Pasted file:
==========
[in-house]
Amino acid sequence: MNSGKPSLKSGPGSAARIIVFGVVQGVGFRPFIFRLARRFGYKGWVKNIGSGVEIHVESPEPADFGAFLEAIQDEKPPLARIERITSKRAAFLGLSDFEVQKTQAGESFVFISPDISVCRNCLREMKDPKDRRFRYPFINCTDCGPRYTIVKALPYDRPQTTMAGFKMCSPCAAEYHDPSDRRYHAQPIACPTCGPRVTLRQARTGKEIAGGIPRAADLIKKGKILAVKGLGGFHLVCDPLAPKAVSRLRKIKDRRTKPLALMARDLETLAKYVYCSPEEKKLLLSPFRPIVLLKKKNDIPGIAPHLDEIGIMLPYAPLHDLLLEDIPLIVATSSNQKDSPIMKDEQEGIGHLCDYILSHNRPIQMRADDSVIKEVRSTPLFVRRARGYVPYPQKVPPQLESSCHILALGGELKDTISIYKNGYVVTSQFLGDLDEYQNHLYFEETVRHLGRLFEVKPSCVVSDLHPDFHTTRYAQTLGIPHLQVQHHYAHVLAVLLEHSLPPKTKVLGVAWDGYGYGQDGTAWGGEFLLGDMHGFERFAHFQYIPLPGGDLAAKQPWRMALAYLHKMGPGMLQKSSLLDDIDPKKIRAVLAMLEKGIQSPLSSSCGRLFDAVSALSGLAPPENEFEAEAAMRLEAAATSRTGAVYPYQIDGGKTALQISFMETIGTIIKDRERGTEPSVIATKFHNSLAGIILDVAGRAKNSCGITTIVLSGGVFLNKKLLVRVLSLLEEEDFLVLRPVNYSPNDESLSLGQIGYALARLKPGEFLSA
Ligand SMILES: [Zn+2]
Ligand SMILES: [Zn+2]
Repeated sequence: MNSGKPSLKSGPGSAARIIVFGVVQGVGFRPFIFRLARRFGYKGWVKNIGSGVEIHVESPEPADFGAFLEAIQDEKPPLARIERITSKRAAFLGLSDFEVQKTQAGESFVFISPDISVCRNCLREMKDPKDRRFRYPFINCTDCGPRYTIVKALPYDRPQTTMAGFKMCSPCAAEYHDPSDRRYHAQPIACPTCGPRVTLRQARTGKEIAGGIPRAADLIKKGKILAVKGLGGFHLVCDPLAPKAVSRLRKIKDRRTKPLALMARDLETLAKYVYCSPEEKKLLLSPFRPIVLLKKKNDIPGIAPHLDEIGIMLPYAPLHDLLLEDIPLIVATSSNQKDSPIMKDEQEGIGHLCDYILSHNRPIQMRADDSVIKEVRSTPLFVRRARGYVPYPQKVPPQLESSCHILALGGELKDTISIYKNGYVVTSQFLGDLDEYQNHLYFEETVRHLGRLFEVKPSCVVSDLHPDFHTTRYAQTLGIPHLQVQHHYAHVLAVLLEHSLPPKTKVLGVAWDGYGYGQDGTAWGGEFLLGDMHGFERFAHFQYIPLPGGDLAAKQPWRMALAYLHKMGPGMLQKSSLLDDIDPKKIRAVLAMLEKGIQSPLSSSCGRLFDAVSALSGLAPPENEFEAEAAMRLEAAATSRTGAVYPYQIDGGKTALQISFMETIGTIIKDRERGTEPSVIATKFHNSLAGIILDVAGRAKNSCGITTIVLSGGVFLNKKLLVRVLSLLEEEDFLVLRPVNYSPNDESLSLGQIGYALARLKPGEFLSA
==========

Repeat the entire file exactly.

[in-house]
Amino acid sequence: MNSGKPSLKSGPGSAARIIVFGVVQGVGFRPFIFRLARRFGYKGWVKNIGSGVEIHVESPEPADFGAFLEAIQDEKPPLARIERITSKRAAFLGLSDFEVQKTQAGESFVFISPDISVCRNCLREMKDPKDRRFRYPFINCTDCGPRYTIVKALPYDRPQTTMAGFKMCSPCAAEYHDPSDRRYHAQPIACPTCGPRVTLRQARTGKEIAGGIPRAADLIKKGKILAVKGLGGFHLVCDPLAPKAVSRLRKIKDRRTKPLALMARDLETLAKYVYCSPEEKKLLLSPFRPIVLLKKKNDIPGIAPHLDEIGIMLPYAPLHDLLLEDIPLIVATSSNQKDSPIMKDEQEGIGHLCDYILSHNRPIQMRADDSVIKEVRSTPLFVRRARGYVPYPQKVPPQLESSCHILALGGELKDTISIYKNGYVVTSQFLGDLDEYQNHLYFEETVRHLGRLFEVKPSCVVSDLHPDFHTTRYAQTLGIPHLQVQHHYAHVLAVLLEHSLPPKTKVLGVAWDGYGYGQDGTAWGGEFLLGDMHGFERFAHFQYIPLPGGDLAAKQPWRMALAYLHKMGPGMLQKSSLLDDIDPKKIRAVLAMLEKGIQSPLSSSCGRLFDAVSALSGLAPPENEFEAEAAMRLEAAATSRTGAVYPYQIDGGKTALQISFMETIGTIIKDRERGTEPSVIATKFHNSLAGIILDVAGRAKNSCGITTIVLSGGVFLNKKLLVRVLSLLEEEDFLVLRPVNYSPNDESLSLGQIGYALARLKPGEFLSA
Ligand SMILES: [Zn+2]
Ligand SMILES: [Zn+2]
Repeated sequence: MNSGKPSLKSGPGSAARIIVFGVVQGVGFRPFIFRLARRFGYKGWVKNIGSGVEIHVESPEPADFGAFLEAIQDEKPPLARIERITSKRAAFLGLSDFEVQKTQAGESFVFISPDISVCRNCLREMKDPKDRRFRYPFINCTDCGPRYTIVKALPYDRPQTTMAGFKMCSPCAAEYHDPSDRRYHAQPIACPTCGPRVTLRQARTGKEIAGGIPRAADLIKKGKILAVKGLGGFHLVCDPLAPKAVSRLRKIKDRRTKPLALMARDLETLAKYVYCSPEEKKLLLSPFRPIVLLKKKNDIPGIAPHLDEIGIMLPYAPLHDLLLEDIPLIVATSSNQKDSPIMKDEQEGIGHLCDYILSHNRPIQMRADDSVIKEVRSTPLFVRRARGYVPYPQKVPPQLESSCHILALGGELKDTISIYKNGYVVTSQFLGDLDEYQNHLYFEETVRHLGRLFEVKPSCVVSDLHPDFHTTRYAQTLGIPHLQVQHHYAHVLAVLLEHSLPPKTKVLGVAWDGYGYGQDGTAWGGEFLLGDMHGFERFAHFQYIPLPGGDLAAKQPWRMALAYLHKMGPGMLQKSSLLDDIDPKKIRAVLAMLEKGIQSPLSSSCGRLFDAVSALSGLAPPENEFEAEAAMRLEAAATSRTGAVYPYQIDGGKTALQISFMETIGTIIKDRERGTEPSVIATKFHNSLAGIILDVAGRAKNSCGITTIVLSGGVFLNKKLLVRVLSLLEEEDFLVLRPVNYSPNDESLSLGQIGYALARLKPGEFLSA